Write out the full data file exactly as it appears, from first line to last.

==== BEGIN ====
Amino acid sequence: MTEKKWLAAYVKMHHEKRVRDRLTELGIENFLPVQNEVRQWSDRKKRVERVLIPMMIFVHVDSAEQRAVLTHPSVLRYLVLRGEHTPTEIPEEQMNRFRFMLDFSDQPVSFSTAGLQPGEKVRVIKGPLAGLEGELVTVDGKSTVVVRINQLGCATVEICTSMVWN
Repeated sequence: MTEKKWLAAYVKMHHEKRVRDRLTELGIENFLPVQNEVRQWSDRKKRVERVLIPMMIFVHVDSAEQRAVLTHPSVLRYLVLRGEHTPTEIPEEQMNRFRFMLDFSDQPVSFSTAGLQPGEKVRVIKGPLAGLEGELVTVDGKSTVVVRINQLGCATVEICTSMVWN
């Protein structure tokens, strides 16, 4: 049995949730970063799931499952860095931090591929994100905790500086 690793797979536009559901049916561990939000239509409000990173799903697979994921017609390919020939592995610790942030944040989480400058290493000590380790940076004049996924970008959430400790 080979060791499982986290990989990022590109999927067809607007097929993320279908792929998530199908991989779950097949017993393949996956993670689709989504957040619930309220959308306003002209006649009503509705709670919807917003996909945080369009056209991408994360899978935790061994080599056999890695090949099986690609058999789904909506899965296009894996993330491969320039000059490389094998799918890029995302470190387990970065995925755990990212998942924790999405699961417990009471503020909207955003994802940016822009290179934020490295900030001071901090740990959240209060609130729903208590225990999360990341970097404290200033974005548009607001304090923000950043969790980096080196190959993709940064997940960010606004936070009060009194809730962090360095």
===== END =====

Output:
Amino acid sequence: MTEKKWLAAYVKMHHEKRVRDRLTELGIENFLPVQNEVRQWSDRKKRVERVLIPMMIFVHVDSAEQRAVLTHPSVLRYLVLRGEHTPTEIPEEQMNRFRFMLDFSDQPVSFSTAGLQPGEKVRVIKGPLAGLEGELVTVDGKSTVVVRINQLGCATVEICTSMVWN
Repeated sequence: MTEKKWLAAYVKMHHEKRVRDRLTELGIENFLPVQNEVRQWSDRKKRVERVLIPMMIFVHVDSAEQRAVLTHPSVLRYLVLRGEHTPTEIPEEQMNRFRFMLDFSDQPVSFSTAGLQPGEKVRVIKGPLAGLEGELVTVDGKSTVVVRINQLGCATVEICTSMVWN
């Protein structure tokens, strides 16, 4: 049995949730970063799931499952860095931090591929994100905790500086 690793797979536009559901049916561990939000239509409000990173799903697979994921017609390919020939592995610790942030944040989480400058290493000590380790940076004049996924970008959430400790 080979060791499982986290990989990022590109999927067809607007097929993320279908792929998530199908991989779950097949017993393949996956993670689709989504957040619930309220959308306003002209006649009503509705709670919807917003996909945080369009056209991408994360899978935790061994080599056999890695090949099986690609058999789904909506899965296009894996993330491969320039000059490389094998799918890029995302470190387990970065995925755990990212998942924790999405699961417990009471503020909207955003994802940016822009290179934020490295900030001071901090740990959240209060609130729903208590225990999360990341970097404290200033974005548009607001304090923000950043969790980096080196190959993709940064997940960010606004936070009060009194809730962090360095």